Nature’s neurology journal has a freely available article on a technique that interferes with the translation of genetic information into proteins that may help prevent inherited brain diseases.
DNA has two main functions. The ‘template function’ of DNA is to pass on genes through generations and allow different traits to be inherited.
The ‘transcriptional function’ of DNA is to allow these genes to be expressed at appropriate times and places (and not expressed at others) to allow the cell to do its work.
‘Expression’ just means ‘turned into a protein’ and genes are just blueprints for proteins.
The blueprint gets turned into a protein by messenger RNA, which ‘reads off’ the information, then moves away to assemble the protein from a store of amino acid component parts.
As different cells in the body have different functions, and individual cells need to behave differently depending on what’s happening, different proteins need to be created at different times.
Disorders like Huntington’s disease result from genes that cause damaging proteins to be formed. These lead to the malfunction and death of brain areas that, in turn, leads to cognitive problems, movement difficulties, mental illness and eventual death.
Using a technique called RNA interference, researchers have found they can selectively interfere with the process where messenger RNA assembles proteins from the DNA’s genetic information.
Essentially, small chunks of gene-specific RNA are introduced into the cell, these find the messenger RNA and destroy the information before it gets turned into a protein.
In other words, it prevents specific genes from being turned into proteins.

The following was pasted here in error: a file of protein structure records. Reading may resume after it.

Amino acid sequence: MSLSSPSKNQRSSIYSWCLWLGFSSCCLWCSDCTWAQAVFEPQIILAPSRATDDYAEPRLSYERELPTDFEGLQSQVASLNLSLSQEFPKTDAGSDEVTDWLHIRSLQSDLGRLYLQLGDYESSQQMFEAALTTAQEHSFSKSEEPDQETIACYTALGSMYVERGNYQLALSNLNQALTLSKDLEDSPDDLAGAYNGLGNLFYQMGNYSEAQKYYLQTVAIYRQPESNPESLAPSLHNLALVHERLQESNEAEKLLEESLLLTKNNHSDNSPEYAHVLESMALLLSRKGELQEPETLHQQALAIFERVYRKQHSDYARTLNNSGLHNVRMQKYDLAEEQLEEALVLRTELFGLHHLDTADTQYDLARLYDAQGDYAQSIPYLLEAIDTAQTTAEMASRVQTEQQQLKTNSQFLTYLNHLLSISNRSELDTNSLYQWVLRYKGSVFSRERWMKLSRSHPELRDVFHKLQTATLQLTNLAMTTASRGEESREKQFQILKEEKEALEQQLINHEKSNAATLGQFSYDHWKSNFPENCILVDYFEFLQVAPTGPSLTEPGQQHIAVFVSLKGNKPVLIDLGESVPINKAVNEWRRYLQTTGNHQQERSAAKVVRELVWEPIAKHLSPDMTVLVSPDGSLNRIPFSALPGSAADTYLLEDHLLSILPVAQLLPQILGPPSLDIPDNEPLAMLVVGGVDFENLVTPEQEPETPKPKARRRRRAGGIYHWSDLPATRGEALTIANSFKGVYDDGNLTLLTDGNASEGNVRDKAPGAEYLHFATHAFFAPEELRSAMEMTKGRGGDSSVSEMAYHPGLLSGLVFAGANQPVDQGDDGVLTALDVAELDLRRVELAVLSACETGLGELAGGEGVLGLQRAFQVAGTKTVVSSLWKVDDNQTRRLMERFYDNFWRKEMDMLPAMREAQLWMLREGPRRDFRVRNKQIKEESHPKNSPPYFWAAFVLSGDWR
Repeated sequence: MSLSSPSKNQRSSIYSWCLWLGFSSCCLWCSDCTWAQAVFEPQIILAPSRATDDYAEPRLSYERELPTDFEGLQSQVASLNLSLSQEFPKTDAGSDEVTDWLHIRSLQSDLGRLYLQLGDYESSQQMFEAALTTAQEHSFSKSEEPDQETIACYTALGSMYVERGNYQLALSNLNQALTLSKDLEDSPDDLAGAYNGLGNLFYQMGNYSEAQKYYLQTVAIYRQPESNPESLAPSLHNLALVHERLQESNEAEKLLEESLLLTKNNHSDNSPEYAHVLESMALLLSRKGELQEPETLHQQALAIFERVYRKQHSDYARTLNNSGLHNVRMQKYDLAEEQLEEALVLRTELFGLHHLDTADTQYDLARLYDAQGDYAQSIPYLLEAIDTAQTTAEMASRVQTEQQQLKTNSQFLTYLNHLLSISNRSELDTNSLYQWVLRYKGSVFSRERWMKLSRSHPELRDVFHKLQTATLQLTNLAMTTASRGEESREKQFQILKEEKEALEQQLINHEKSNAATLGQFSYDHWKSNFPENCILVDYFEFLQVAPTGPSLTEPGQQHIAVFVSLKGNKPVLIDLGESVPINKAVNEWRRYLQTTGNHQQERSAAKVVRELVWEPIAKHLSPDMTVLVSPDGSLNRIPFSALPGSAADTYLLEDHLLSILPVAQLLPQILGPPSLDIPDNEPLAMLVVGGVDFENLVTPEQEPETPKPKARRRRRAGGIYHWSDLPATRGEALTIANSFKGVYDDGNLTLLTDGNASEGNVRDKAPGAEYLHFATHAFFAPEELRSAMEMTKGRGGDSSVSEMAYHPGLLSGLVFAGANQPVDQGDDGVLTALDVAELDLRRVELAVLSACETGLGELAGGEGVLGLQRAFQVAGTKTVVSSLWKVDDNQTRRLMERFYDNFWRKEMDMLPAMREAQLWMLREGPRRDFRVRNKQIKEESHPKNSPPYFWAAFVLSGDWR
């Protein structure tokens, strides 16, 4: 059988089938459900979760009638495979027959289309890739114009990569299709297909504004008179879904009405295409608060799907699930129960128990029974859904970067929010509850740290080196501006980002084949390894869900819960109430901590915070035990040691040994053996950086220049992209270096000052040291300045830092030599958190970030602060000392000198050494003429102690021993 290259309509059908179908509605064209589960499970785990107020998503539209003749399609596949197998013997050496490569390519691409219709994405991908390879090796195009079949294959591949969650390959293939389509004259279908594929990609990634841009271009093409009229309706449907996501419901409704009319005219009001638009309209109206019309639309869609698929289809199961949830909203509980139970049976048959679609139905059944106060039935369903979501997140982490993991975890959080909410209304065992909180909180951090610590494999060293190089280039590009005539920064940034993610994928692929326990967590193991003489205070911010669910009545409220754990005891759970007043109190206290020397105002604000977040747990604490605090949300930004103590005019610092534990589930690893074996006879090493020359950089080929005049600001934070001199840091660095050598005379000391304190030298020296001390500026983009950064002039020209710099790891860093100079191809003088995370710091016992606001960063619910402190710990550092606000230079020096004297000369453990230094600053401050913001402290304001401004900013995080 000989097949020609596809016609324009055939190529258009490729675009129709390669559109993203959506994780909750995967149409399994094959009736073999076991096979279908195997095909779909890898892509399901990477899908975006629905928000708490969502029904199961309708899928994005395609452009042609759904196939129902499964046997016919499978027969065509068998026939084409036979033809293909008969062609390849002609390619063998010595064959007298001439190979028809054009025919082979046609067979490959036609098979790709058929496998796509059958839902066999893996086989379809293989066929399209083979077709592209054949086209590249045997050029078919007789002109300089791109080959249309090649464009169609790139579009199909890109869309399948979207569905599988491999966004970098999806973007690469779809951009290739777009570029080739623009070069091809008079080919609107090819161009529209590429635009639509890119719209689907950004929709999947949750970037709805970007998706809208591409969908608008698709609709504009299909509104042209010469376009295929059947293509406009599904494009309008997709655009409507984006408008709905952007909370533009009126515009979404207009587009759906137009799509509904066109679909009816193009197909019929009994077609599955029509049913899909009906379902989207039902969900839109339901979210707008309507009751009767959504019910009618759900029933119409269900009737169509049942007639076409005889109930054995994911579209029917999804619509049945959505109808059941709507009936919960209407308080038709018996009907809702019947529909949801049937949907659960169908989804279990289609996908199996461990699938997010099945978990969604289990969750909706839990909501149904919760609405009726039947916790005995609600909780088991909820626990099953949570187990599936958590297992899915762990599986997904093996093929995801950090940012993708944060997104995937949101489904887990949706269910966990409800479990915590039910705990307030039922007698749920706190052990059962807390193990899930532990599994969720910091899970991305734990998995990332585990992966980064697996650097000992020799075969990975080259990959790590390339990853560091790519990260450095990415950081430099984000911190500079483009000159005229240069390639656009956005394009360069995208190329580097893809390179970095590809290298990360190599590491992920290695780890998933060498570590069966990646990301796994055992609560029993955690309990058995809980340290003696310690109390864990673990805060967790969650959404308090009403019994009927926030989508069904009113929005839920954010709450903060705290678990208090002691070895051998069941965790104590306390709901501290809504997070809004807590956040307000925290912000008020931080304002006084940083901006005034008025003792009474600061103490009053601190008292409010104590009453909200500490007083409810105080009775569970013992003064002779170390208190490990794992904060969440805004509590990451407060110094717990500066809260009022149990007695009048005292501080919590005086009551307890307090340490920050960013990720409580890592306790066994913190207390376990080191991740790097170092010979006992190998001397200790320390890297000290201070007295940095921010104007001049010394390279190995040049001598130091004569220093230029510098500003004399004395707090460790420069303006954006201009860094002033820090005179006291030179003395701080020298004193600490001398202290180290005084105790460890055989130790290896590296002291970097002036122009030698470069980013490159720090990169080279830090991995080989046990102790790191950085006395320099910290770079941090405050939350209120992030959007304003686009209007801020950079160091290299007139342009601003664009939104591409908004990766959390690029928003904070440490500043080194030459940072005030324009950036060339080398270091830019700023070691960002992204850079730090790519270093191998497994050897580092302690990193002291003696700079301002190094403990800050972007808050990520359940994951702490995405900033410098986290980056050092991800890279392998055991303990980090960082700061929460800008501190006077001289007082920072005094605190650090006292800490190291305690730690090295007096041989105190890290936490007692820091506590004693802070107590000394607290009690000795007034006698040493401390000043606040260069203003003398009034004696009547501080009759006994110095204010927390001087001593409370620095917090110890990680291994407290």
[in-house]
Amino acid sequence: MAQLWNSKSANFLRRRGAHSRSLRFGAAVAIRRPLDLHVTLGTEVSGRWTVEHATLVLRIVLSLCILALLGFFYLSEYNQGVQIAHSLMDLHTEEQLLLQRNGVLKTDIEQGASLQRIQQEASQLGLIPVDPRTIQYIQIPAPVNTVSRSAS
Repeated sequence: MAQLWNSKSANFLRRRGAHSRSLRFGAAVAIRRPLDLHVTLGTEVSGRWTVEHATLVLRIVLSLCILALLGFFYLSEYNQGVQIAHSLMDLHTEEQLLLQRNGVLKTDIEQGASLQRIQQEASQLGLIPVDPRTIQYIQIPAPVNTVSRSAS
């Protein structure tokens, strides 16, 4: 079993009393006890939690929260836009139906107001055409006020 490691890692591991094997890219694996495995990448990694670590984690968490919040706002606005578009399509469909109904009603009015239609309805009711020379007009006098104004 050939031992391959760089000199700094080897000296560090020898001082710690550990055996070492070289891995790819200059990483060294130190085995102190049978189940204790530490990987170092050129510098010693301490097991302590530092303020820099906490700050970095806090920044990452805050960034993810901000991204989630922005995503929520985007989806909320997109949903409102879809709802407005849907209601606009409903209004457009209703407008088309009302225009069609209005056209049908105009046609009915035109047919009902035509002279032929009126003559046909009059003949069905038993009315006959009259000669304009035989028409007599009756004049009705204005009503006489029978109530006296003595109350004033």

This has caused a great deal of excitement because it could lead to treatments for disorders like Huntingdon’s by simply ‘silencing’ the rogue Huntingdon’s gene.
While you might have a rogue gene, RNA interference could essentially gag it, meaning it would never have a knock-on effect in the brain.
This has been demonstrated in very limited lab tests, and the Nature article examines the prospects for it being developed into a widespread treatment.
There are still some difficulties to overcome, however. One of which is how to get the interfering RNA into the right cells in the brain, a difficulty with many treatments owing to the filtering effect of the blood-brain barrier.
Another is how to make sure that the technique affects only the disease process. Researchers talk about proteins being involved in ‘chemical cascades’, meaning that they are involved in huge and complex mechanisms in the body.
It’s hard to predict exactly what effect silencing a gene will have, and whether your technique for doing so will also interfere with some other processes that use some of the same mechanisms, some of which we probably don’t even know about at the present.
RNA interference is still an experimental process, but it holds great potential for treating inherited brain diseases. The Nature article is a fantastic guide to the cutting edge of the science in this area.